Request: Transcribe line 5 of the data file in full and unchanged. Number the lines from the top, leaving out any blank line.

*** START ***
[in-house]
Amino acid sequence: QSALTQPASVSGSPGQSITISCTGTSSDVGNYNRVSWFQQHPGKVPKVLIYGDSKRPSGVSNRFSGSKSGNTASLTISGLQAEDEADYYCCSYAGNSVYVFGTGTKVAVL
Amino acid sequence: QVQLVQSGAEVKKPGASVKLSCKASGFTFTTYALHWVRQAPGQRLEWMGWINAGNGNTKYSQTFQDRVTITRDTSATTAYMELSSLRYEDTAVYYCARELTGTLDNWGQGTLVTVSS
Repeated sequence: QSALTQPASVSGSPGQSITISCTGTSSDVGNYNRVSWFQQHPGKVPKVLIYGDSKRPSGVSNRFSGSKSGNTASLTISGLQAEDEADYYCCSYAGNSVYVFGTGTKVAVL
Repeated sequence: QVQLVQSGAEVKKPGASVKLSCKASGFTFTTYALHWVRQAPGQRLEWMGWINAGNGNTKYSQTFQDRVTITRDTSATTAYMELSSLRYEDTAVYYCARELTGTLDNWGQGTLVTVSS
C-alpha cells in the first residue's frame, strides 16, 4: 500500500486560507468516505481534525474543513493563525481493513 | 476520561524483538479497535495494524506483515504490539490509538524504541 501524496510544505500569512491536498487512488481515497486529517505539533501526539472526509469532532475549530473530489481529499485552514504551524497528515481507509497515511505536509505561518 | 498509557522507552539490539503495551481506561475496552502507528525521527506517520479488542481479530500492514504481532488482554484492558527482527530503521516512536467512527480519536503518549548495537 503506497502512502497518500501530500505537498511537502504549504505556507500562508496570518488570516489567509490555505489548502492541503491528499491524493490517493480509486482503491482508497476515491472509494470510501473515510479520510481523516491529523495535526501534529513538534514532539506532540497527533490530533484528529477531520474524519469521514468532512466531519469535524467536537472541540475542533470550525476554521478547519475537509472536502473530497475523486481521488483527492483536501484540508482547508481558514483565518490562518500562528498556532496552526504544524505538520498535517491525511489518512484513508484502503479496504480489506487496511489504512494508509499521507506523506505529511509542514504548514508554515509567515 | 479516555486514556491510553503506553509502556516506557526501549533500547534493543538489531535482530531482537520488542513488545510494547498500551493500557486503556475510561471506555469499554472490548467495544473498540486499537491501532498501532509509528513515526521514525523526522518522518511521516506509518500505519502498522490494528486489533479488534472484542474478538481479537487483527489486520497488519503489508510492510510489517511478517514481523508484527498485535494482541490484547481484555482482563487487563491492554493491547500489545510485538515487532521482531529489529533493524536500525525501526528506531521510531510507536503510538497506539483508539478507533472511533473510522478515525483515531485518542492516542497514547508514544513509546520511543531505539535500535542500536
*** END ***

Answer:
Repeated sequence: QVQLVQSGAEVKKPGASVKLSCKASGFTFTTYALHWVRQAPGQRLEWMGWINAGNGNTKYSQTFQDRVTITRDTSATTAYMELSSLRYEDTAVYYCARELTGTLDNWGQGTLVTVSS